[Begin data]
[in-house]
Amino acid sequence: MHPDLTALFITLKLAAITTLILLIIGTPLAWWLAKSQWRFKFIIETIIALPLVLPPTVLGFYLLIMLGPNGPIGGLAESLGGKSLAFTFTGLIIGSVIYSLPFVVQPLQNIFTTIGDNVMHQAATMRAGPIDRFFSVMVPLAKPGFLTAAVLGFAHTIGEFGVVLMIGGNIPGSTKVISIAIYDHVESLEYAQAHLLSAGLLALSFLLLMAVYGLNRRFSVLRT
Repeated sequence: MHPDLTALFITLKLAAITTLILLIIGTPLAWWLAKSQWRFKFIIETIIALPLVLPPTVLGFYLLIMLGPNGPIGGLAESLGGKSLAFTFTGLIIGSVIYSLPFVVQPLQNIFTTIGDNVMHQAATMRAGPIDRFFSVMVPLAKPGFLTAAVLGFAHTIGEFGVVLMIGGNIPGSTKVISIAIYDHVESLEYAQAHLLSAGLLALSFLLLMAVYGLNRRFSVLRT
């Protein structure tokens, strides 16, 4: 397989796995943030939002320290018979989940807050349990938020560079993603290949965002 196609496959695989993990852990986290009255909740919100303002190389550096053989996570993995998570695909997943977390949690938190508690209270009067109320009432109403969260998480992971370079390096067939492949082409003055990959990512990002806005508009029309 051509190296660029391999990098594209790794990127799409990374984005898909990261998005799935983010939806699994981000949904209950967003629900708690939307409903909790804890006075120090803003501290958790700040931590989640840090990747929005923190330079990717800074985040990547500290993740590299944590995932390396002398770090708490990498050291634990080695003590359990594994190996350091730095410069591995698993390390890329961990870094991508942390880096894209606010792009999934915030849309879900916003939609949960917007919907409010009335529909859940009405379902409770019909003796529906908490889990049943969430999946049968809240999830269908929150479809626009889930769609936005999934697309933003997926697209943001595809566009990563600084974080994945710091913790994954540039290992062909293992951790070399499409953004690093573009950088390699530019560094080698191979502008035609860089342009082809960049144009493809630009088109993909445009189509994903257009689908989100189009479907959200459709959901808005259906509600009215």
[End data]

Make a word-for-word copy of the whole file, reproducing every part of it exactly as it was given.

[in-house]
Amino acid sequence: MHPDLTALFITLKLAAITTLILLIIGTPLAWWLAKSQWRFKFIIETIIALPLVLPPTVLGFYLLIMLGPNGPIGGLAESLGGKSLAFTFTGLIIGSVIYSLPFVVQPLQNIFTTIGDNVMHQAATMRAGPIDRFFSVMVPLAKPGFLTAAVLGFAHTIGEFGVVLMIGGNIPGSTKVISIAIYDHVESLEYAQAHLLSAGLLALSFLLLMAVYGLNRRFSVLRT
Repeated sequence: MHPDLTALFITLKLAAITTLILLIIGTPLAWWLAKSQWRFKFIIETIIALPLVLPPTVLGFYLLIMLGPNGPIGGLAESLGGKSLAFTFTGLIIGSVIYSLPFVVQPLQNIFTTIGDNVMHQAATMRAGPIDRFFSVMVPLAKPGFLTAAVLGFAHTIGEFGVVLMIGGNIPGSTKVISIAIYDHVESLEYAQAHLLSAGLLALSFLLLMAVYGLNRRFSVLRT
């Protein structure tokens, strides 16, 4: 397989796995943030939002320290018979989940807050349990938020560079993603290949965002 196609496959695989993990852990986290009255909740919100303002190389550096053989996570993995998570695909997943977390949690938190508690209270009067109320009432109403969260998480992971370079390096067939492949082409003055990959990512990002806005508009029309 051509190296660029391999990098594209790794990127799409990374984005898909990261998005799935983010939806699994981000949904209950967003629900708690939307409903909790804890006075120090803003501290958790700040931590989640840090990747929005923190330079990717800074985040990547500290993740590299944590995932390396002398770090708490990498050291634990080695003590359990594994190996350091730095410069591995698993390390890329961990870094991508942390880096894209606010792009999934915030849309879900916003939609949960917007919907409010009335529909859940009405379902409770019909003796529906908490889990049943969430999946049968809240999830269908929150479809626009889930769609936005999934697309933003997926697209943001595809566009990563600084974080994945710091913790994954540039290992062909293992951790070399499409953004690093573009950088390699530019560094080698191979502008035609860089342009082809960049144009493809630009088109993909445009189509994903257009689908989100189009479907959200459709959901808005259906509600009215």